Wiedemer: Washington Will Avoid 'Catastrophe'

Sunday, 06 Oct 2013 05:33 PM

By Dan Weil and Kathleen Walter

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Washington won't let the budget/debt ceiling conflict turn into a catastrophe, says Robert Wiedemer, co-author of "Aftershock: Protect Yourself and Profit in the Next Global Financial Meltdown."

"We will get through this, but what's interesting is how much we might push it, and there is some long-term damage from this," he told Newsmax TV in an exclusive interview. "We've had problems before, a fiscal crisis before. We're having a budget crisis now."

The Federal Reserve is printing $85 billion a month with its bond purchases, "and we're borrowing massive amounts," said Wiedemer, a regular contributor to Newsmax's Financial Intelligence Report.

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But as long as the government doesn't default on its debt and the shutdown is ended within a few weeks, the impact will be small, Wiedemer says.

The economy remains weak, he says: "I mean, we're maybe growing 2 percent a year right now. That isn't really all that good. We haven't bounced back all that much."

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The economy grew at a 2.5 percent annual rate in the second quarter.

It's not a real economic recovery, Wiedemer says. "It's very much financed by government borrowing and government money printing," he said. "It's very much a government-created recovery."

Eventually all the Federal Reserve's easing will produce inflation, Wiedemer says. "How do you do this year after year after year and not get inflation? It will happen."

The unemployment rate fell to a 4 ½-year low of 7.3 percent in August. But that merely stems from people dropping out of the work force, Wiedemer says. "So unemployment rates are not showing you exactly what's going on in the employment situation."

Washington's budget discord will help keep the Fed from tapering its quantitative easing (QE) soon, Wiedemer says. "They're pretty scared of tapering anyway, and they make no indication they're going to change any time real soon."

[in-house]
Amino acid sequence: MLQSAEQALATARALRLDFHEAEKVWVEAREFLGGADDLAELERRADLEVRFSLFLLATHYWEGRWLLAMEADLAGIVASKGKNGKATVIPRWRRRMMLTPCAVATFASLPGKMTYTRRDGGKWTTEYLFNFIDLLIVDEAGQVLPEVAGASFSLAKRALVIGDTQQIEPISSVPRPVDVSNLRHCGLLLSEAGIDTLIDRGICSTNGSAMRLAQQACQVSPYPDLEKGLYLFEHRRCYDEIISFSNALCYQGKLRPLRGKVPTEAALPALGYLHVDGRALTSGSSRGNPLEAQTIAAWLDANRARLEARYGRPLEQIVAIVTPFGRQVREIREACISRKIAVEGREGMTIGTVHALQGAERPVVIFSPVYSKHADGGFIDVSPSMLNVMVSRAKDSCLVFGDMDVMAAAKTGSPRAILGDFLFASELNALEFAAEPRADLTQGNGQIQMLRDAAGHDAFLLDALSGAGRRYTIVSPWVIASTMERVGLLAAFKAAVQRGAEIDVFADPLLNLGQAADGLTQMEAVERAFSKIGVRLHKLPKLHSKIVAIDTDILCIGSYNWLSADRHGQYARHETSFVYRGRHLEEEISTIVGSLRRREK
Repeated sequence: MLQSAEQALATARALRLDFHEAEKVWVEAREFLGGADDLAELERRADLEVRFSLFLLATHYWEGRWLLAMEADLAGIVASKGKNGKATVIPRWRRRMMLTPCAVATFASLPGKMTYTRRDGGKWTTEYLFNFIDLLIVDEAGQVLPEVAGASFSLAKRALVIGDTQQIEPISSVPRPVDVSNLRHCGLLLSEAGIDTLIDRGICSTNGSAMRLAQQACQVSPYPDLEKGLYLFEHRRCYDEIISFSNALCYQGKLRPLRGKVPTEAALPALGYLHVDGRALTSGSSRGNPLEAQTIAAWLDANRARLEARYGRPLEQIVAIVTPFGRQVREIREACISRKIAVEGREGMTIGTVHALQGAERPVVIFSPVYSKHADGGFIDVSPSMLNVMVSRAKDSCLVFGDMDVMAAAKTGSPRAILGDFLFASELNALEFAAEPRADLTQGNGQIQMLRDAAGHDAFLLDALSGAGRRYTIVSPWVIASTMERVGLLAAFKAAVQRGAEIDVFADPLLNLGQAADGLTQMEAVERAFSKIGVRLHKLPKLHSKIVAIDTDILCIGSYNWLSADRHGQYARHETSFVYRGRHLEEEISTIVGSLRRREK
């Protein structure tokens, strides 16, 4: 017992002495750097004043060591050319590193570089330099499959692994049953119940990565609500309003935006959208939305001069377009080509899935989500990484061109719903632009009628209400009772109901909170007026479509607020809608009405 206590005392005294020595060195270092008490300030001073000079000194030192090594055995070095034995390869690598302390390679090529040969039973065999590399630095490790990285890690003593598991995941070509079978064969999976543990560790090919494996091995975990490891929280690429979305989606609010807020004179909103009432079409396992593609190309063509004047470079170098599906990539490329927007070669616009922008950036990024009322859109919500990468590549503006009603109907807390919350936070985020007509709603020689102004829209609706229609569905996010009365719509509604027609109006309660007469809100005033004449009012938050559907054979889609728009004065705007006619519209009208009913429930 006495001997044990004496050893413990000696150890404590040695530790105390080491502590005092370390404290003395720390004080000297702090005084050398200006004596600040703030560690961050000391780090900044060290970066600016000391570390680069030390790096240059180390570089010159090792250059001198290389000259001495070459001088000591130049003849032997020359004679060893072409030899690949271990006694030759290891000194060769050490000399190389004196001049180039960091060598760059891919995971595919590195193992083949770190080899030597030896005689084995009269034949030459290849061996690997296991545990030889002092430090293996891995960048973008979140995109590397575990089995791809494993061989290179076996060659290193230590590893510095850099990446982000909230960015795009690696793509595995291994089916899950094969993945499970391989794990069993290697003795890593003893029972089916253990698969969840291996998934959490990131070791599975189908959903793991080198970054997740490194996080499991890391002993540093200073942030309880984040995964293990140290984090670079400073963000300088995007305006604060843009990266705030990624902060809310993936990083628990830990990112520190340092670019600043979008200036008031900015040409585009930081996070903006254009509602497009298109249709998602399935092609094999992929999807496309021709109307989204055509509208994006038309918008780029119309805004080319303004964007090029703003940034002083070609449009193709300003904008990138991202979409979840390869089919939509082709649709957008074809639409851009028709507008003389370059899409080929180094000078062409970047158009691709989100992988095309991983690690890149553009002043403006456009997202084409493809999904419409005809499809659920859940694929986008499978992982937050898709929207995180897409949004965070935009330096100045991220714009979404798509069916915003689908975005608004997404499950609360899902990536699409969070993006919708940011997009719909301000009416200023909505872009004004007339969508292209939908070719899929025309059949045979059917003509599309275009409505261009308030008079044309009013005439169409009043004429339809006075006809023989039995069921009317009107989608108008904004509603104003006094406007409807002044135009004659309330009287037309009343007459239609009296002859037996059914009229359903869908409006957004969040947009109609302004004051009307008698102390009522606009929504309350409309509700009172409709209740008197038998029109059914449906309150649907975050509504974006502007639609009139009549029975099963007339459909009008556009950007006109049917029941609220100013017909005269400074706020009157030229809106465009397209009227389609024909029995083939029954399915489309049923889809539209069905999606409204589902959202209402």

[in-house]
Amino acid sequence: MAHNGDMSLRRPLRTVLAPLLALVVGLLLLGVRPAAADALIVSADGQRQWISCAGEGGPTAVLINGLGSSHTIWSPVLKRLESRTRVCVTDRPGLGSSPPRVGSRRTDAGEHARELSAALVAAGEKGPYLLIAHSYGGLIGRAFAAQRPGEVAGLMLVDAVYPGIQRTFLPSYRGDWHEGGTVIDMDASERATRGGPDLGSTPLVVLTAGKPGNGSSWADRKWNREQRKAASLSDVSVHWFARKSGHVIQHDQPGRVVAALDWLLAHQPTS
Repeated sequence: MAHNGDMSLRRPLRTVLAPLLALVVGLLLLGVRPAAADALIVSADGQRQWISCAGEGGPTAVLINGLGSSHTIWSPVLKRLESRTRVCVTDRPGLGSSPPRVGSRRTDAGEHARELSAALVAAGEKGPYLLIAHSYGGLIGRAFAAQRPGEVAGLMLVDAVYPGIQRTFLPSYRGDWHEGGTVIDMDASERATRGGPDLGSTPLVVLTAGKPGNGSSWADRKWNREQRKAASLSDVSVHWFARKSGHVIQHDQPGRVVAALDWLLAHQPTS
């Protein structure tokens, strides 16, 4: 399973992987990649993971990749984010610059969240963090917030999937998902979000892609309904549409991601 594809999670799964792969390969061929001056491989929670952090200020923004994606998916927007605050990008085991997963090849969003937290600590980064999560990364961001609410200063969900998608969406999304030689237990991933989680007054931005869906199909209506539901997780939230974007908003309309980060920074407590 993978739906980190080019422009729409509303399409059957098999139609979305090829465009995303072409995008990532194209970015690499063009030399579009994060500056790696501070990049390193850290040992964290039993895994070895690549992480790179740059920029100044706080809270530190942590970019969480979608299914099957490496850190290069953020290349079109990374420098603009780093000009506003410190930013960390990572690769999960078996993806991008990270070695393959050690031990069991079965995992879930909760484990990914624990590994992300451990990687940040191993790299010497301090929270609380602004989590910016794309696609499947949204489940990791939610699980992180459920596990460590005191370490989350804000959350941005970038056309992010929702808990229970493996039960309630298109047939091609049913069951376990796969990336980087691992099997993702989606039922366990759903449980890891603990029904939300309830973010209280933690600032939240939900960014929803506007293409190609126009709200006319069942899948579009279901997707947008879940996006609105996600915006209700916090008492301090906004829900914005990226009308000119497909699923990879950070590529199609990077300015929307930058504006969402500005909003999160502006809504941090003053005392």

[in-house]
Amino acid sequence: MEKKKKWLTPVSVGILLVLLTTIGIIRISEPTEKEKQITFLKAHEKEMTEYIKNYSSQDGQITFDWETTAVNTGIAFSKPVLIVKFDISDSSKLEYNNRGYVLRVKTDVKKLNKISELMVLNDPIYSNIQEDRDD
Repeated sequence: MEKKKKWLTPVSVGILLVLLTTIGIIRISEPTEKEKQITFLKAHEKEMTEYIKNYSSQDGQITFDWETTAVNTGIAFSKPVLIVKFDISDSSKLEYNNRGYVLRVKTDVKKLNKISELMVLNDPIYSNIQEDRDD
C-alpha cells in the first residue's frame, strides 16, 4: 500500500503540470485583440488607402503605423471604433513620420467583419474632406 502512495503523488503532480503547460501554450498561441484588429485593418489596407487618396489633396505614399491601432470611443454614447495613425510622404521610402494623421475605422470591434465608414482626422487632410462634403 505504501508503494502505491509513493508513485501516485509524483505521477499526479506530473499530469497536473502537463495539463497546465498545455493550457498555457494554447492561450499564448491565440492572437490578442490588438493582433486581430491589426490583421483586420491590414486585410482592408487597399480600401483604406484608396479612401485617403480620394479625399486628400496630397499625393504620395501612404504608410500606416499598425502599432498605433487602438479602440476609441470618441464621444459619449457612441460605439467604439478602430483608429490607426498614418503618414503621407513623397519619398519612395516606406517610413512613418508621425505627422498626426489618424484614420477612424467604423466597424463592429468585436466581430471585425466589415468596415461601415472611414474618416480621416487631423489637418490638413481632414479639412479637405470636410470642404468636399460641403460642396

As for the likely selection of Janet Yellen as the next Fed chairman, "what I can say is she's Miss Money Printer," Wiedemer said. "That means that we're more likely not to see tapering next year."

As for stocks, they rallied only briefly after the Fed's decision Sept. 18 to refrain from curbing its QE, Wiedemer notes. "Obviously, the stock market seems to be losing a bit of its old animal spirits," he said.

Once the budget crisis is resolved, the Dow Jones could rise to 16,000 on a relief rally, Wiedemer says. The Dow closed at about 15,073 Friday.

"But what's happened in the last couple of weeks worries me a little bit, so I'll be on the lookout to see how much of a relief rally we get," he said. The Dow has lost 3.9 percent since Sept. 18.

Editor’s Note: Will This Video Get Obama Fired? See the Evidence.

"Remember, earnings growth is way behind stock price growth," Wiedemer said. "Certainly,
revenue growth, GDP growth are behind stock-price growth. At some point, it's going to catch up and, even further down the road, this market will fear money printing, not cheer it."

About: Robert Wiedemer
Robert Wiedemer is a managing director of Absolute Investment Management, an investment-advisory firm for individuals with more than $300 million under management. He is a regular contributor to the Financial Intelligence Report, the flagship investment newsletter of Newsmax Media. Click Here to read more of his articles. Discover more about his book, "Aftershock," by Clicking Here Now.

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